Bitcoin has plumbed an 18-month low, diving below $20,000 for the first time in 18 months as anxious market players seek safe refuge from the global sell-off sweeping world markets
The premiere crypto currency had dropped as much as 13.7 per cent by Saturday afternoon to a low of $US17,593 – its weakest level since December 2020 – before pulling back up to $US18,556, still down 9.22 per cent.
The extended slide reflects investor worries about growing troubles in the industry and the general pull-back from riskier assets.
The digital currency sector has been pummelled after cryptocurrency lending company Celsius froze withdrawals and transfers between accounts and crypto companies laid off employees.
There also were reports that a cryptocurrency hedge fund had run into trouble.
Anxiety and doubt
The developments have coincided with an equities slide, as U.S. stocks suffered their biggest weekly percentage decline in two years on fears of rising interest rates and the growing likelihood of recession.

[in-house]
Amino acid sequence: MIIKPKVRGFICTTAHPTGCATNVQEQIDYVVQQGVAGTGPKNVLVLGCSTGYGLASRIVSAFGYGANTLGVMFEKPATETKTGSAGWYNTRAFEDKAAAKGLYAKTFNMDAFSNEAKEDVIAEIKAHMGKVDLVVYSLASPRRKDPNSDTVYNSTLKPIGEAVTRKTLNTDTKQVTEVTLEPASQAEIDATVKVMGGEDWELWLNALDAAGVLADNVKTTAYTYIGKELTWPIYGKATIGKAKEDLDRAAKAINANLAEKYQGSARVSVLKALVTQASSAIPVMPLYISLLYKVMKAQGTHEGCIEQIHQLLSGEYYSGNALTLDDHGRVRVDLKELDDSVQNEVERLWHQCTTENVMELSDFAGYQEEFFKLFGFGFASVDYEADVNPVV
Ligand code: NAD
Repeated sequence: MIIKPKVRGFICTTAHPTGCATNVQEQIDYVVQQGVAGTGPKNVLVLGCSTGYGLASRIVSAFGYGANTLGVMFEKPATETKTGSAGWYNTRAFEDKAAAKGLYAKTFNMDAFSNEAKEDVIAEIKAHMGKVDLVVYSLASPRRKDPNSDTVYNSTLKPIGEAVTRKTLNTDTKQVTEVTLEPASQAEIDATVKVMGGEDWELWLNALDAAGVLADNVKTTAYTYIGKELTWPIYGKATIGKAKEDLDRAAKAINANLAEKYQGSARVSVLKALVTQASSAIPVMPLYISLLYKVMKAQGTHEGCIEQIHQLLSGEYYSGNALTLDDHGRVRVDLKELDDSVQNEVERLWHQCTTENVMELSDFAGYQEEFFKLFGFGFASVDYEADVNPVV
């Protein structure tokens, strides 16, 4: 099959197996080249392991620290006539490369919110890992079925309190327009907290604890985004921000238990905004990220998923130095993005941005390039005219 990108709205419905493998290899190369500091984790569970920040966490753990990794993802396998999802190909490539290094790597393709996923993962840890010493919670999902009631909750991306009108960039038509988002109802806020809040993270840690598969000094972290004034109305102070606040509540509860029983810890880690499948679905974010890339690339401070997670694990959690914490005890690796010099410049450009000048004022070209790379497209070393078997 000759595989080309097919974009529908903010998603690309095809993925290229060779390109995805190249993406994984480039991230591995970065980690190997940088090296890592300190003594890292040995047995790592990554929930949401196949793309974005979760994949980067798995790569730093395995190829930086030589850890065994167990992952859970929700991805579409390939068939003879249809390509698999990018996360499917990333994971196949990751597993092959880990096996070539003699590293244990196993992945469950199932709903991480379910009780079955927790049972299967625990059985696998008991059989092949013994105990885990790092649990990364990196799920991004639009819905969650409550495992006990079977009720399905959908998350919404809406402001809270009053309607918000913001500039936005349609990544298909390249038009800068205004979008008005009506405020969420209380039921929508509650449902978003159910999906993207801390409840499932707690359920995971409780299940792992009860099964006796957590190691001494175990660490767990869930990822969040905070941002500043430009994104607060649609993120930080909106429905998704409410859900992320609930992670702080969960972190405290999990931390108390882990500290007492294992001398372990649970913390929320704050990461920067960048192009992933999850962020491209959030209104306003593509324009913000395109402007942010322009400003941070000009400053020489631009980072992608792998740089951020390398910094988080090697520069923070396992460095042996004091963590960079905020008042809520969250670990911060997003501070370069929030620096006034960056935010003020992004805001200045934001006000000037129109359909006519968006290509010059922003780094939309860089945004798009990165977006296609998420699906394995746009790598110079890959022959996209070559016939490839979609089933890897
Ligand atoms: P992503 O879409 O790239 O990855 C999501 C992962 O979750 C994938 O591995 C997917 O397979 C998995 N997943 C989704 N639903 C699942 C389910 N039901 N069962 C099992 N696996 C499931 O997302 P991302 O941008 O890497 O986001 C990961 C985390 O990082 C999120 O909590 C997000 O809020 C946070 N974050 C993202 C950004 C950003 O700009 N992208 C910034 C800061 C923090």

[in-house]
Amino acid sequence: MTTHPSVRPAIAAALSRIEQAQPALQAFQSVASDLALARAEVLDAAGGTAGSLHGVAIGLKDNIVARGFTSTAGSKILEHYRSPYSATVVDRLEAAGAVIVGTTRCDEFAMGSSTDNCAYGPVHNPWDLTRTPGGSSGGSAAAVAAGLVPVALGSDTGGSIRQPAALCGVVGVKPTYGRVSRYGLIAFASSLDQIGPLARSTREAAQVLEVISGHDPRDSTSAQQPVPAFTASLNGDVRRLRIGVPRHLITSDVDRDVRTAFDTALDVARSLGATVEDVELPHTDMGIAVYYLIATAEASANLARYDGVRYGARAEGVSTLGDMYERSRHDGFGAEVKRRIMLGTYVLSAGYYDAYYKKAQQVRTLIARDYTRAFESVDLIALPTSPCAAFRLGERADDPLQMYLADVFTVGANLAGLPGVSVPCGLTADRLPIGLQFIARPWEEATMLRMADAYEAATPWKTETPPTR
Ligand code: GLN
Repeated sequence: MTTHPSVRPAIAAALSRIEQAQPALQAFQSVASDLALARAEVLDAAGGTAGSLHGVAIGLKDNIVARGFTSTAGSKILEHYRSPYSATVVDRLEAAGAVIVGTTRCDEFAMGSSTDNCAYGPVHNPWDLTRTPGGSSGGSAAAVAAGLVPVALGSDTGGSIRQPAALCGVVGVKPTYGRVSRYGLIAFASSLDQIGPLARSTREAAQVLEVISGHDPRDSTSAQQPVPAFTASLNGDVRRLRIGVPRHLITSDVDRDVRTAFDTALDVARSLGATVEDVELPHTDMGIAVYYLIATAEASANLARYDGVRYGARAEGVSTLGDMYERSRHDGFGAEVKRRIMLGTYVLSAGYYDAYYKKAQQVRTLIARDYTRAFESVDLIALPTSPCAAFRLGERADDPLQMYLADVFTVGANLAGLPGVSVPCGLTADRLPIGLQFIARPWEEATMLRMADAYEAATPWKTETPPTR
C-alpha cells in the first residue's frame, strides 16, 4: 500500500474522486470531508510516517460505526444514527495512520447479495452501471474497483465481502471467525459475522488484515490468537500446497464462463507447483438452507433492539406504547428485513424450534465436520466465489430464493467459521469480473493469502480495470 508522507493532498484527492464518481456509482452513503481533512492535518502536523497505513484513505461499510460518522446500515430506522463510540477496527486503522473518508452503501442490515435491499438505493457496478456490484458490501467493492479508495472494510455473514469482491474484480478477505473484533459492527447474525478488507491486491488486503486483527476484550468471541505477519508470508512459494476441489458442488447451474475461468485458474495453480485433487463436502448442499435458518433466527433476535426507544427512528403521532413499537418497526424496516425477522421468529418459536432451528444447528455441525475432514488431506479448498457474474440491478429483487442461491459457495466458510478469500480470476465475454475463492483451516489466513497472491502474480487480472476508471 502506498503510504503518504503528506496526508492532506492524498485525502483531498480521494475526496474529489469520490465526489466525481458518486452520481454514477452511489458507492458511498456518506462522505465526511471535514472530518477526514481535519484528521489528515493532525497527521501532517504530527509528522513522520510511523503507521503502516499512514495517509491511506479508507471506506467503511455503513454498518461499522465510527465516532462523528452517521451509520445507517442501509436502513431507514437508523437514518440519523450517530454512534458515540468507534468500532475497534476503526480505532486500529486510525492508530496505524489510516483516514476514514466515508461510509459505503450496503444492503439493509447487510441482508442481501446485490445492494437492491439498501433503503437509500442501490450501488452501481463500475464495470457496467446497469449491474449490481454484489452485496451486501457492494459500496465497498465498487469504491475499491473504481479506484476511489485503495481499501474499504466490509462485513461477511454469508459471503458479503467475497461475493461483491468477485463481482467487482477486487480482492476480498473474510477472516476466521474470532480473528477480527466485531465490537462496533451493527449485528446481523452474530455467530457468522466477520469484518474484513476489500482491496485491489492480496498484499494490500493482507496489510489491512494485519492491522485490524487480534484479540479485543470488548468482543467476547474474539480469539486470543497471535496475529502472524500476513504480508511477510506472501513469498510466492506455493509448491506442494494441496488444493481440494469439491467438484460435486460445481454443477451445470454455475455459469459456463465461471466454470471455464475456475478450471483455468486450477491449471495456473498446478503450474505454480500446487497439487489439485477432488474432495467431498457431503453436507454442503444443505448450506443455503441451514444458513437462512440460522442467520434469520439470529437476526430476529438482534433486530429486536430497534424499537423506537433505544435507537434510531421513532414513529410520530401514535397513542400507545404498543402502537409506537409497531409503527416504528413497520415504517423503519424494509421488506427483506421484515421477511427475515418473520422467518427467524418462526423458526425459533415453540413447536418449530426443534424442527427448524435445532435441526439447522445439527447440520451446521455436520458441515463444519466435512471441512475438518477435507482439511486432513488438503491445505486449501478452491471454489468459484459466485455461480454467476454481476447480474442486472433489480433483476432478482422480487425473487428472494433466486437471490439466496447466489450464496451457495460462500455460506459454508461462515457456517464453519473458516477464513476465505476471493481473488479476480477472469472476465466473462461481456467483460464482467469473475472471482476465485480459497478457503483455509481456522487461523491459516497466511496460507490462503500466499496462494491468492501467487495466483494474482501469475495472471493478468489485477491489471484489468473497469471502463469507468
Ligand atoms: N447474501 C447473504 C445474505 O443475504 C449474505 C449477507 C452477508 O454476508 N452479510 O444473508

The accelerated pace and depth of bitcoin losses in conjunction with the stocks rout could challenge support for the cryptocurrency from a range of investor groups.
While some institutions purchased bitcoin hoping it would offset declines in stocks and bonds, “it hasn’t demonstrated that it is an uncorrelated asset,” said Michael Purves, founder and chief executive officer of Tallbacken Capital.
“The case for institutions to buy the dip is more challenged now given that the utility for bitcoin has yet to be proven,” he said.
“I think this is going to slice through $US15,000,” he said. “There is so much velocity on the downside.”
It has lost about 60 per cent of its value this year, while rival cryptocurrency Ethereum-backed ether is down 74 per cent. In 2021, Bitcoin peaked at more than $US68,000.
“Breaking $US20,000 shows you that confidence has collapsed for the crypto industry and that you’re seeing the latest stresses,” Edward Moya, senior market analyst at OANDA, said on Saturday.
The sector has also suffered losses after companies such as Coinbase Global Inc, Gemini and BlockFi said they would lay off thousands of employees as investors ditch risky assets.
Jeffrey Gundlach, chief executive of DoubleLine Capital, said on Wednesday he would not be surprised if bitcoin fell to $US10,000.